Like many Herald-Leader readers, I have read my fellow Life + Faith columnist Paul Prather’s recent columns about the movie Fireproof with great interest, but probably from a different perspective.
As an arts and entertainment journalist and critic who covers faith-based pop culture, I know that criticizing art made in the name of Christianity or other faiths can be quite a minefield. If you say something negative, no matter how constructively, some people invariably take it as an insult not only to their taste but to their faith.
That can make it a little bit hard to do what Paul was doing, essentially writing an aspirational column asking: Shouldn’t we as people of faith strive to create art that doesn’t just advocate our point of view but stands on its own as great art?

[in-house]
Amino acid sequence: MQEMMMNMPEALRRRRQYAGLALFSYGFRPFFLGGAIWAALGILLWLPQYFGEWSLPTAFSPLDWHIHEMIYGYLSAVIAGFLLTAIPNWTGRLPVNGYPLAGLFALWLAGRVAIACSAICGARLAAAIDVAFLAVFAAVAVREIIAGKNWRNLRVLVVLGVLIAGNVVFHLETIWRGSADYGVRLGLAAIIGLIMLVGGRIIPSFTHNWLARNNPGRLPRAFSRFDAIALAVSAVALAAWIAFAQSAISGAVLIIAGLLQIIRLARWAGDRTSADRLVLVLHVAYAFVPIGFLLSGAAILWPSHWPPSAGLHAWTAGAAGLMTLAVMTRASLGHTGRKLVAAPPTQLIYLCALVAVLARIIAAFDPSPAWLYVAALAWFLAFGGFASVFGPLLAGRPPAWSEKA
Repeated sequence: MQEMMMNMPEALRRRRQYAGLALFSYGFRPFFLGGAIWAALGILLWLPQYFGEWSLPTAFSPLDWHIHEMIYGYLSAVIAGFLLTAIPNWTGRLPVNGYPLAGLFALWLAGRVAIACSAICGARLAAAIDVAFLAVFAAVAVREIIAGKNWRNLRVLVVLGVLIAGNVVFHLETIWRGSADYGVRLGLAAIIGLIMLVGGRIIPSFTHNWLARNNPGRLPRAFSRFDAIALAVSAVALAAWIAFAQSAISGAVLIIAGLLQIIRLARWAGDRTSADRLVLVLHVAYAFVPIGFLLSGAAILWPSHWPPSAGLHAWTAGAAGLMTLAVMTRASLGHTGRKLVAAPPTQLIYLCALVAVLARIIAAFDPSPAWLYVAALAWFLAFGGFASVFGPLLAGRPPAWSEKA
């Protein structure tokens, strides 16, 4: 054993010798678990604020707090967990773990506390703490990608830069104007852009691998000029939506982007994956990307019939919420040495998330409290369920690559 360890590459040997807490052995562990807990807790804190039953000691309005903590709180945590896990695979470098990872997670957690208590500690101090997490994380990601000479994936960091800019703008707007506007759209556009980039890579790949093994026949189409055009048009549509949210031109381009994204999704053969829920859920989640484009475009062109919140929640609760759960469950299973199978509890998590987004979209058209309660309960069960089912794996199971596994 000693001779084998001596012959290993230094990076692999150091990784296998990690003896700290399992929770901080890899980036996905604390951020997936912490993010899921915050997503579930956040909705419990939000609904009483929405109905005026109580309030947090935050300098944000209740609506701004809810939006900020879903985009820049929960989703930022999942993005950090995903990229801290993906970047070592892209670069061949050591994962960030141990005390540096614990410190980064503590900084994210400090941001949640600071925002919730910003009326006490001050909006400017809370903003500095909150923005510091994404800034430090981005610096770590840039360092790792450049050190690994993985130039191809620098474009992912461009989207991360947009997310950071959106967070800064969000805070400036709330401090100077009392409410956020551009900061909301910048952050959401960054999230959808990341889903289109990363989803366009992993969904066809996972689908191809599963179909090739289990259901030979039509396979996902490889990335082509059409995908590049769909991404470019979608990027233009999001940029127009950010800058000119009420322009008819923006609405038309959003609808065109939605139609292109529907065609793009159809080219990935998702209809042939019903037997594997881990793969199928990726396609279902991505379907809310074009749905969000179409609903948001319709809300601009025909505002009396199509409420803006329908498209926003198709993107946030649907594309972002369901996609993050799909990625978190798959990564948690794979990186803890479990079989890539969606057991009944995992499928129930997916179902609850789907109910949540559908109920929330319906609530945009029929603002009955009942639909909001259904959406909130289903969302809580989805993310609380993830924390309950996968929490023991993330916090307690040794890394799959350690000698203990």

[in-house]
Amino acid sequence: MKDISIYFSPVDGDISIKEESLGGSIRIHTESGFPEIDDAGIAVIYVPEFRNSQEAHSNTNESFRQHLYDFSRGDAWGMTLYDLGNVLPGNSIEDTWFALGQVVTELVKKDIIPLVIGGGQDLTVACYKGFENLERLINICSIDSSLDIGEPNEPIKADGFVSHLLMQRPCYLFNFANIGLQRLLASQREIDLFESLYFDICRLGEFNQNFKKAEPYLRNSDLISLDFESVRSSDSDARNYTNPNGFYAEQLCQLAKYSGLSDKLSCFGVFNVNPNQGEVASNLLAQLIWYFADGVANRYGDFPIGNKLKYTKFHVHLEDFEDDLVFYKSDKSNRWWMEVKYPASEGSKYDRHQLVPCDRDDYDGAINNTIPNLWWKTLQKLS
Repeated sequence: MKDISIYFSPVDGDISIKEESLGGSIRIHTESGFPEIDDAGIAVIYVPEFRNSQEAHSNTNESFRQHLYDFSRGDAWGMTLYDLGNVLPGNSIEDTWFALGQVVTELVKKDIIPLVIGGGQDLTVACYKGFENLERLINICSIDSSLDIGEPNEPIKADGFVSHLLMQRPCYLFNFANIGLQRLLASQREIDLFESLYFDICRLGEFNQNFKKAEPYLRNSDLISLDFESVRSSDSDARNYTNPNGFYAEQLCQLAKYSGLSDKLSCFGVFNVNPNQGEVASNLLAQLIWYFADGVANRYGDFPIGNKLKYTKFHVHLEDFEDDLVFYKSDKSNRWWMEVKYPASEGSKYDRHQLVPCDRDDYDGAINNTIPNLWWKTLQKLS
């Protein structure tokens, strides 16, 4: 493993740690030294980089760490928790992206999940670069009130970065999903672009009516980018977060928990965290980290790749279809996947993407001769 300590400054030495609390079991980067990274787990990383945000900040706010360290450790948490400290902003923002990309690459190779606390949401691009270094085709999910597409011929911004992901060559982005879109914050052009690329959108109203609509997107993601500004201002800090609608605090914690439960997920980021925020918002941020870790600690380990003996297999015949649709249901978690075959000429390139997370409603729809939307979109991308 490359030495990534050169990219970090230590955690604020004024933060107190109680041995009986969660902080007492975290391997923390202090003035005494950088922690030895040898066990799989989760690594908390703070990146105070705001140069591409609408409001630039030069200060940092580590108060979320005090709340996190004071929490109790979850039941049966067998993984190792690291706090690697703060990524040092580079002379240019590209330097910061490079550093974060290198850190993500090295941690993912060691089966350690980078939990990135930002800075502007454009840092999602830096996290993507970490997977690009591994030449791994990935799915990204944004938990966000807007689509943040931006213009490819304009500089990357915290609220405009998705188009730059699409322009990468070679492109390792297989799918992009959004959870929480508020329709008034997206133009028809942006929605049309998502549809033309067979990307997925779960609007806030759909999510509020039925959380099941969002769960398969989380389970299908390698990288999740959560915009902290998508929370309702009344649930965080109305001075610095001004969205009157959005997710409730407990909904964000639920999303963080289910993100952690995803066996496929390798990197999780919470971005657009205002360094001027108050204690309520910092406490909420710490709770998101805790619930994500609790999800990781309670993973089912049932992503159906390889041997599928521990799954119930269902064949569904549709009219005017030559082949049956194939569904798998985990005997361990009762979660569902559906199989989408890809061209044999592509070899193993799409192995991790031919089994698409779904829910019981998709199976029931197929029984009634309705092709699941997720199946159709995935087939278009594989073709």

Many, many times, Christianity and great art have come together. Just think of the music of J.S. Bach, Ludwig van Beethoven and other composers who wrote religious works, or some of the great visual art in works by Michelangelo that represent biblical images. That has not stopped happening.
In modern music, artists including Phil Keaggy and Switchfoot make faith-based rock ’n’ roll that can stand with anything on the mainstream charts. Whitney Houston’s death has reminded us of the great influence that gospel music holds in numerous forms of modern music.
Christian pop is a genre that has long labored under the criticism that it is not as good as mainstream music. I know that has made some people angry and resentful — and it hasn’t always been the most constructive or best-informed criticism — but I think it has helped to strengthen a genre that wanted to prove not only that Christians can make modern music about faith but that they can do it really well.
With one-third of the world’s population identifying as Christians, it stands to reason that there will be great artists among them.
But the fast lane to mediocrity is when we assume that good intentions automatically equal good results.
A movie soundtrack, no matter how great, is usually to an extent subservient to the film it is supporting.